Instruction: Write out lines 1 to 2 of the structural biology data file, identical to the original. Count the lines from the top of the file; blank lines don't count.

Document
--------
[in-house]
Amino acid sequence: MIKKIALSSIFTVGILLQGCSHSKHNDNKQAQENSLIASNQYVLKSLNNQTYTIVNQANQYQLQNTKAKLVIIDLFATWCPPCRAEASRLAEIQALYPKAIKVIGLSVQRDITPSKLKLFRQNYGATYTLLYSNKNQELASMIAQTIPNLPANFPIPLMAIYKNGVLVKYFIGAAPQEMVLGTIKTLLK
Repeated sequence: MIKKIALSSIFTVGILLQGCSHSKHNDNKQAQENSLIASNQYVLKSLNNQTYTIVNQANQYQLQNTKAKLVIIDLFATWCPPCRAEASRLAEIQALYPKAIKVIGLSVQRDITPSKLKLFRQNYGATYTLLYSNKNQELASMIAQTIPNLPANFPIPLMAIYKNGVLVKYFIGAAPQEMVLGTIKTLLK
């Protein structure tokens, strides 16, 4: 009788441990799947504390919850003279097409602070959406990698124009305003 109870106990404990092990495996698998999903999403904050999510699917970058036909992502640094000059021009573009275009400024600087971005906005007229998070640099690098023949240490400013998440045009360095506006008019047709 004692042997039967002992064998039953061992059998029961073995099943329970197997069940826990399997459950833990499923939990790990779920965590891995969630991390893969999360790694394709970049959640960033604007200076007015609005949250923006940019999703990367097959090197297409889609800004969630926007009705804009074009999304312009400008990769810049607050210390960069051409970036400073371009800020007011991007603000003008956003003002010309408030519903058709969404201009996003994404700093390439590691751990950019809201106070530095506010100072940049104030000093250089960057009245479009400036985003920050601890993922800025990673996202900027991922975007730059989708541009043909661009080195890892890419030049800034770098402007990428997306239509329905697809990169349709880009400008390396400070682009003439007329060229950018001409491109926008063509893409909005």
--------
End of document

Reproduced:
[in-house]
Amino acid sequence: MIKKIALSSIFTVGILLQGCSHSKHNDNKQAQENSLIASNQYVLKSLNNQTYTIVNQANQYQLQNTKAKLVIIDLFATWCPPCRAEASRLAEIQALYPKAIKVIGLSVQRDITPSKLKLFRQNYGATYTLLYSNKNQELASMIAQTIPNLPANFPIPLMAIYKNGVLVKYFIGAAPQEMVLGTIKTLLK